This is a question that we field on a pretty regular basis from organizations that are considering establishing a safety management system, and quite frankly, it’s a good one. There are relative pro’s and con’s with each system, but at the end of the day a systematic framework is better than nothing.
Safety management systems have been around for a number of years, and they come in several different variations. Management systems in general are what they sound like: a framework for systematically managing an aspect of an organization. There are well known frameworks for managing quality (ISO 9001), the environment (ISO 14001), and health and safety (OHSAS 18001, ANSI Z10, and VPP).
Effectiveness of a management system is measured in its ability to provide continual improvement in the selected aspect. The measurements that organizations use to define continual improvement plays a role in the selection of the framework. VPP fall short in this aspect as it does some others:
While the Z10 and 18001 include frameworks for addressing and the systematic reduction of risk associated with health and safety, VPP does not. The SMS is a framework to ensure that health and safety risks are continually reduced (improved) over a longer term, generating a higher return on investment for implementing the system.
The use of injury and illness rates shouldn’t be the primary consideration when it comes to continuous improvement. The management and systematic reduction of risk should take precedence when considering frameworks, otherwise the system ends up becoming a very expensive compliance platform.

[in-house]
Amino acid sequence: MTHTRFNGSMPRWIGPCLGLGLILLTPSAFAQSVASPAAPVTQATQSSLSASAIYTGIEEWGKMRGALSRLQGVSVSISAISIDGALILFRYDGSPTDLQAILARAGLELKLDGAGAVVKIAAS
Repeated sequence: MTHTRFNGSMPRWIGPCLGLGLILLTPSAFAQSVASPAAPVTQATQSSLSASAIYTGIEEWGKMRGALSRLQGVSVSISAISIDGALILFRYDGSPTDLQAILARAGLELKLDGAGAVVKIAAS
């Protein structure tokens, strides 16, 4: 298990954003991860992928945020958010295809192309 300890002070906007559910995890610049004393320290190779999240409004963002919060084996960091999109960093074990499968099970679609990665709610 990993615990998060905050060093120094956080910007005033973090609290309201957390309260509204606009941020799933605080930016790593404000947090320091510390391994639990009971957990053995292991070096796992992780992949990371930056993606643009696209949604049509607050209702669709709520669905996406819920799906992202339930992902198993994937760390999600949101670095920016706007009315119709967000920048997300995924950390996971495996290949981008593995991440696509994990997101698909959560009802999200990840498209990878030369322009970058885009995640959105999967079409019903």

Documentation & Record Control
As many safety leaders can attest, one of the more frustrating aspects of field (and management) work is when versions of procedures are not current, or when a program is being looked at by auditors and there are no recent (or adequate) records available. In today’s safety climate, safety leaders are often asked to prove a negative (e.g. an event that didn’t happen, or a person that didn’t have a recordable injury) nearly as often as providing records for the incidents that did happen.
A robust document and record control system ensure that organizations have the ability to retrieve the necessary information to substantiate the claim(s) of the organization. If the organization says it does (or doesn’t do) something, it needs to be able to prove it through records and documentation.
Evaluation of Compliance / Legal & Other Requirements
Once again this aspect is limited to Z10 and 18001, and with rapidly changing political climates and regulatory frameworks, it seems important to include it in all management systems. A number of health and safety audits on programs I’ve done over the last year proudly claim “compliance with legal and other requirements,” yet there is very little in the way of documentation to substantiate it.
If your organization claims compliance with applicable health and safety legislation (for either of these two frameworks), then safety leaders will need to ensure that the legislation and regulations are known, and are reviewed (or have an accountability framework for being updated). This way, the organization starts in compliance, and stays there.
Download our free comparison matrix to learn more about these and other safety management systems.